Skip to main content

Vitamin D status in critically ill patients: back to basics!


No abstract

The problem of vitamin D deficiency during intensive care requires a number of clarifications. Initially, it is essential to focus on the fundamentals of vitamin D status assessment. Total 25-hydroxyvitamin D (25OH-D) is currently considered as the best indicator of vitamin D status. Due to practical reasons (less knowledge needed, higher throughput), immunoassays are generally preferred to measure serum 25OH-D levels. In the critical care context, however, they may be biased due to matrix effects [1]. During the acute phase of critical care, these assays should then be abandoned in favor of liquid chromatography-tandem mass spectrometry. Moreover, standardization of vitamin D assays is crucial: such a process is ongoing worldwide but, to date, is still incomplete. It is important to note that both points are rarely considered in the published studies related to vitamin D in critically ill patients: the data may thus be interpreted with caution.

The bioavailable and free fraction of 25OH-D are attractive complementary markers of vitamin D status; however, progress is needed before establishing their evidence [2]. We need an accurate assay rather than formulas to measure free and bioavailable concentrations. We also need to determine normal or optimal ranges and to investigate their clinical impact. In the future, it seems important to consider these analytical prerequisites when studying vitamin D in critically ill patients. Meanwhile, these patients should benefit from the potential beneficial effects of vitamin D. Cholecalciferol is, in fact, a cheap medication with a wide therapeutic window. We believe that the critically ill should be supplemented with vitamin D as they are clearly at risk of deficiency. Meanwhile, for specific protocols, intensivists should at least follow the Endocrine Society guidelines [3],[4].



25-hydroxyvitamin D


  1. Rousseau AF, Damas P, Janssens M, Kalin S, Ledoux D, Le Goff C, Gadisseur R, Delanaye P, Cavalier E: Critical care and vitamin D status assessment: what about immunoassays and calculated free 25OH-D?. Clin Chim Acta. 2014, 437: 43-47. 10.1016/j.cca.2014.07.007.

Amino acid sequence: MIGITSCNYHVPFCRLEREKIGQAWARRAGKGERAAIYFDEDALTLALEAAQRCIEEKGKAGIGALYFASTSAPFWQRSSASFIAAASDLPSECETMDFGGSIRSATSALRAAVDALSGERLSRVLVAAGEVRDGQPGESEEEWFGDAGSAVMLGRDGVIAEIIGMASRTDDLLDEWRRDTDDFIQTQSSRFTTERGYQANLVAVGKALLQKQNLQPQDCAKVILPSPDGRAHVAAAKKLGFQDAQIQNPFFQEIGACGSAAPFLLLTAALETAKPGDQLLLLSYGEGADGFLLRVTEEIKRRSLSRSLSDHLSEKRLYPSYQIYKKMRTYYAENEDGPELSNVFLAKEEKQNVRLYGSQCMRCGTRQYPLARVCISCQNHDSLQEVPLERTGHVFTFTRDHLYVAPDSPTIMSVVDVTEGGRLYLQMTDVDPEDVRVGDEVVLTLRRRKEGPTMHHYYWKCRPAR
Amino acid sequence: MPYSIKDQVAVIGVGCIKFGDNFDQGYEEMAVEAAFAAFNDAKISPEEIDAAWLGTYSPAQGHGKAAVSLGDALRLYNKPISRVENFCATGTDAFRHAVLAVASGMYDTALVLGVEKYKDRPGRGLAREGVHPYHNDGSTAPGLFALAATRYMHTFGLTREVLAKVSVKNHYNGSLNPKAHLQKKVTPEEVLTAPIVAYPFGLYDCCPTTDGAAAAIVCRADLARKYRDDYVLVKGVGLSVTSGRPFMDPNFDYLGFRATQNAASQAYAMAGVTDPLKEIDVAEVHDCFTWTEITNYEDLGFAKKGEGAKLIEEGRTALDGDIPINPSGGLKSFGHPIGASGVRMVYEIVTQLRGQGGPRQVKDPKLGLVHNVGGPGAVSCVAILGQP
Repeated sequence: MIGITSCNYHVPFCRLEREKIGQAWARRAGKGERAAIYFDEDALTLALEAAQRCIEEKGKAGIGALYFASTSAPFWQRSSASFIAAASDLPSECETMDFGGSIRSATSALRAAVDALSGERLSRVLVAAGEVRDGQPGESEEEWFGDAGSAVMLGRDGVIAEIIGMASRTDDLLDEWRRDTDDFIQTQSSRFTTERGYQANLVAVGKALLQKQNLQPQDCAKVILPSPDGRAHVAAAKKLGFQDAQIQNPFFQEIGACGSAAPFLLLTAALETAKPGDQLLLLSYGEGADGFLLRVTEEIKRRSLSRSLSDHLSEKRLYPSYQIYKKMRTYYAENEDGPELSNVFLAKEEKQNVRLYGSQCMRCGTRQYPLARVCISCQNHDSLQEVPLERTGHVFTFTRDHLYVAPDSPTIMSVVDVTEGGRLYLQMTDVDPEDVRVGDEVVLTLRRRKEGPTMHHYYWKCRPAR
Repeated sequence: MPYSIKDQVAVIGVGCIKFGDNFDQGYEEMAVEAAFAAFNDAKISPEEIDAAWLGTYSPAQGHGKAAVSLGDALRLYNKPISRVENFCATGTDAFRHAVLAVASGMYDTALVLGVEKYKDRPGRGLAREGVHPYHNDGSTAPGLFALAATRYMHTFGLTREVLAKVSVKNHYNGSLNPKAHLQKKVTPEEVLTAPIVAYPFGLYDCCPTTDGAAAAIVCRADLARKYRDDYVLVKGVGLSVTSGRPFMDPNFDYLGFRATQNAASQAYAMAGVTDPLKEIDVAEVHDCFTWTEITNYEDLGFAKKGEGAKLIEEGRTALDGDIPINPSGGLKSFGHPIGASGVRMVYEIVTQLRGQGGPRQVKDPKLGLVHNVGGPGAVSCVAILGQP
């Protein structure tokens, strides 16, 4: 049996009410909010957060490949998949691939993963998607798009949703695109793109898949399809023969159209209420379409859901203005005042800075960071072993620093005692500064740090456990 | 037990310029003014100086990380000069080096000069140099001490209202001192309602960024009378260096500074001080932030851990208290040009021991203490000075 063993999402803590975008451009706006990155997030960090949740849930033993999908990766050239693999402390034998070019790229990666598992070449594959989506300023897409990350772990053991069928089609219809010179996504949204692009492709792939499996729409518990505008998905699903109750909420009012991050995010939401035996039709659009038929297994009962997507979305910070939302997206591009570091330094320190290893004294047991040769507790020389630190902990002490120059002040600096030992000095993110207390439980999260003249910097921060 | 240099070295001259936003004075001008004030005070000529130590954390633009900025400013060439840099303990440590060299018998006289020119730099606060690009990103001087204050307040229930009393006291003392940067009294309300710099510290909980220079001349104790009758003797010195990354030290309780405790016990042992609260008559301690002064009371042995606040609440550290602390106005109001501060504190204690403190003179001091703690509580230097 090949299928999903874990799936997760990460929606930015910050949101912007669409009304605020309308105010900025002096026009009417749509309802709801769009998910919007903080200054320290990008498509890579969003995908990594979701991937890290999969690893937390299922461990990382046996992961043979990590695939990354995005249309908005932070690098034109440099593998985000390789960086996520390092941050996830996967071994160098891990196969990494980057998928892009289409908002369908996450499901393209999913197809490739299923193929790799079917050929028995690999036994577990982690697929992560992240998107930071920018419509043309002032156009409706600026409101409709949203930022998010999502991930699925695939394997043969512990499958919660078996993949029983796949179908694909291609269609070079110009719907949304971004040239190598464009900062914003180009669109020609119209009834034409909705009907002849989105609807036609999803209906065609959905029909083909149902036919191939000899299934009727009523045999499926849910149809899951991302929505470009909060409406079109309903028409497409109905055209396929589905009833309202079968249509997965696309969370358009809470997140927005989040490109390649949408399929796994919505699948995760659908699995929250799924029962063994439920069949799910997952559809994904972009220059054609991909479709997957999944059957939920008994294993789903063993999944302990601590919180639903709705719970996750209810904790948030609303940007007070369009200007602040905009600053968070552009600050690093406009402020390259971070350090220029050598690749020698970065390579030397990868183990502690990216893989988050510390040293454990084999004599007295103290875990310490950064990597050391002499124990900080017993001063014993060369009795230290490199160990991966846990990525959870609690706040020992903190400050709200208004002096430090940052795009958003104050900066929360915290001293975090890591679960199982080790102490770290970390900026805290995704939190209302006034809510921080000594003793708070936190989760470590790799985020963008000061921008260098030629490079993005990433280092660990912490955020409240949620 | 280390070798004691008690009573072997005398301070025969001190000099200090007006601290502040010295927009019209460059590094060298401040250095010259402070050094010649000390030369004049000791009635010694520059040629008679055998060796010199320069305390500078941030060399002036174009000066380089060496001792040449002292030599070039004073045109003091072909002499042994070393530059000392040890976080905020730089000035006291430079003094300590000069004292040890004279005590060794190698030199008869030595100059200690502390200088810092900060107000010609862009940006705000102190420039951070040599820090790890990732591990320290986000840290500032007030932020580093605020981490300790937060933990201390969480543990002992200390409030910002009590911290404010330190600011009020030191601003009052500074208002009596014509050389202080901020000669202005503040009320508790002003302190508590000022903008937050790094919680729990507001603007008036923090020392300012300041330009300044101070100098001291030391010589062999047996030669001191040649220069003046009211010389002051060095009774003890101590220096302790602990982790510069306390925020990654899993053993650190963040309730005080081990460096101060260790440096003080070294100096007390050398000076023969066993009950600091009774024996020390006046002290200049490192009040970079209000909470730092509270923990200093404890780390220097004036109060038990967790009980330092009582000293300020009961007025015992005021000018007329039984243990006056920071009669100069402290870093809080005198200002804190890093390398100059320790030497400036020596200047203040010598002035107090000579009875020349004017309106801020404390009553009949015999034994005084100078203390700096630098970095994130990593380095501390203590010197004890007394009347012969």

Article  CAS  Google Scholar 

  2. De Pascale G, Quraishi SA: Vitamin D status in critically ill patients: the evidence is now available!. Crit Care. 2014, 18: 449-10.1186/cc13975.

    Article  Google Scholar 

  3. Heaney RP, Holick MF: Why the IOM recommendations for vitamin D are deficient. J Bone Miner Res. 2011, 26: 455-457. 10.1002/jbmr.328.

    Article  CAS  Google Scholar 

  4. Holick MF, Binkley NC, Bischoff-Ferrari HA, Gordon CM, Hanley DA, Heaney RP, Murad MH, Weaver CM: Evaluation, treatment, and prevention of vitamin D deficiency: an Endocrine Society clinical practice guideline. J Clin Endocrinol Metab. 2011, 96: 1911-1930. 10.1210/jc.2011-0385.

    Article  CAS  Google Scholar 

Download references

Author information

Authors and Affiliations


Corresponding author

Correspondence to Anne-Françoise Rousseau.

Additional information

Competing interests

The authors declare that they have no competing interests.

Rights and permissions

This article is licensed under a Creative Commons Attribution 4.0 International License, which permits use, sharing, adaptation, distribution and reproduction in any medium or format, as long as you give appropriate credit to the original author(s) and the source, provide a link to the Creative Commons licence, and indicate if changes were made. The images or other third party material in this article are included in the article's Creative Commons licence, unless indicated otherwise in a credit line to the material. If material is not included in the article's Creative Commons licence and your intended use is not permitted by statutory regulation or exceeds the permitted use, you will need to obtain permission directly from the copyright holder. To view a copy of this licence, visit The Creative Commons Public Domain Dedication waiver ( applies to the data made available in this article, unless otherwise stated in a credit line to the data.

Reprints and permissions

About this article

Check for updates. Verify currency and authenticity via CrossMark

Cite this article

Rousseau, AF., Cavalier, E. Vitamin D status in critically ill patients: back to basics!. Crit Care 18, 611 (2014).

Download citation

  • Published:

  • DOI: